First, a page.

Venezuelan President Nicolás Maduro last night gave American diplomats 72 hours to leave the country after Washington threw its support behind opposition leader and National Assembly head Juan Guaidó, who has declared himself “president in charge”.
So far, Washington isn’t playing ball, refusing to remove its diplomats and clearly hedging its bets on Guaidó, a 35-year-old industrial engineer heading up the National Assembly, who the public wasn’t even aware of until he invoked the constitution to declare himself “president in charge” a month ago.
“The United States does not consider former president Nicolas Maduro to have the legal authority to break diplomatic relations with the United States or to declare our diplomats persona non grata.”
The violently protesting crowds in Caracas might be inclined to side with Washington on this, with Guaidó—who thinks he can unite the opposition--vowing earlier this month to “stay on the street until Venezuela is liberated!"
Meanwhile, Venezuela is on fire, and this is the turning point. Tens of thousands have taken to the streets since Maduro started his second term on January 11, and the ball is now definitively the military’s court. Where the guns end up being pointed determines what happens next. For now, the high-ranking portions of the military are behind Maduro. But that’s not enough, and the rank and file may decide that it’s too costly to keep defending him. Related: Is Gold Heading To $1,500?
Trump had no qualms about supporting Guaidó immediately. Nor did 11 countries in the Lima Group, while Mexico abstained from voting on the issue.
The European Council and Parliament both backed the National Assembly but fell short of recognizing Guaidó as interim president. Russia and Cuba, however, reiterated their recognition of Maduro.
Maduro is blaming Washington for meddling and the opposition for trying to stage a coup.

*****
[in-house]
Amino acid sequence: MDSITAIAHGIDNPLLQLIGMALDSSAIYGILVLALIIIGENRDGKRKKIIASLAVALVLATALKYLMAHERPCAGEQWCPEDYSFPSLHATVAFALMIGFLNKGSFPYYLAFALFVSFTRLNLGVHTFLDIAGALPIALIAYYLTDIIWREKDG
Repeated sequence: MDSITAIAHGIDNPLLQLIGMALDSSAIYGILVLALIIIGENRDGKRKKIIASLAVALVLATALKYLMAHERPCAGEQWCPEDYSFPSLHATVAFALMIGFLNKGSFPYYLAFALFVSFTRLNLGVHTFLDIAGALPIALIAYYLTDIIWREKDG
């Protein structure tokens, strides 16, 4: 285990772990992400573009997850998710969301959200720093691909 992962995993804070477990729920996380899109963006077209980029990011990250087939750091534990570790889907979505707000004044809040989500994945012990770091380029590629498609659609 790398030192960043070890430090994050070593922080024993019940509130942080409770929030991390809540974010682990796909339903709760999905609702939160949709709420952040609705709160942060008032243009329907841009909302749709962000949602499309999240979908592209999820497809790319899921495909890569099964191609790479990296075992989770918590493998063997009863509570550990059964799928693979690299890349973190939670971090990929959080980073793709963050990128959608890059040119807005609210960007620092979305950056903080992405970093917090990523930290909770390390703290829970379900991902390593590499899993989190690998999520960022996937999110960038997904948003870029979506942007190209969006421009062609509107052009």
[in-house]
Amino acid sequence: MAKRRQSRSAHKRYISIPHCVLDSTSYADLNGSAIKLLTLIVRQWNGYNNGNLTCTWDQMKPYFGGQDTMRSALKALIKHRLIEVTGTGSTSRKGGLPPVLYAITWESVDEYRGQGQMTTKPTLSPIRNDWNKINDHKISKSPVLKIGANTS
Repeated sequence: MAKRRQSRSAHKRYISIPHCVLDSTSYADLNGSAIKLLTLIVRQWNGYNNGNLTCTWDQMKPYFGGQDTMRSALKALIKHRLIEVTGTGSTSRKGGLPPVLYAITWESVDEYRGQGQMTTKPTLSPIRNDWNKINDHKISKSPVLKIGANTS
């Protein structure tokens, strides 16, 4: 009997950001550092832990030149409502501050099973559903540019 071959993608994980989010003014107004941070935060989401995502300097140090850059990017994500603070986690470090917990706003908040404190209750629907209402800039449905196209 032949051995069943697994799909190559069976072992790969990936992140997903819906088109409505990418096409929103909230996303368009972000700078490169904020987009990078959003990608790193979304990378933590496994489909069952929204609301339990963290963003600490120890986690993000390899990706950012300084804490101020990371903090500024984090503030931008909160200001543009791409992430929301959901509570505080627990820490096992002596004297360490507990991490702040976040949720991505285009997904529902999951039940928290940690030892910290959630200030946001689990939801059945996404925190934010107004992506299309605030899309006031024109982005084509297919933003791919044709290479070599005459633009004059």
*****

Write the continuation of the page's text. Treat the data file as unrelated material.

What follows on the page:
"We've had enough interventionism, here we have dignity, damn it!" he said in a televised address from the presidential palace. Some counter-demonstrations are also being held in support of Maduro, but these are reported to be on a much smaller scale.
But in an impoverished nation, even if lower ranks of the military are growing restless and angry, Maduro has managed to keep the security services on his side by rewarding them for the loyalty with higher wages and other benefits that are worth gold in this day and age.
Until last week, the general consensus was that Maduro wasn’t going anywhere soon, and had managed to become fully entrenched, despite the disastrous economic situation which includes hyperinflation forecast to hit 10 million percent this year, widespread shortages of food and medicine, and the fact that some 3 million have fled the country. New sanctions could await Maduro this week, too.
But predictions are a tricky business, and in this case, neither the opposition nor Maduro hold enough power, and the coming shifts will mean chaos and very likely violence.
By Charles Benavidez for Safehaven.com
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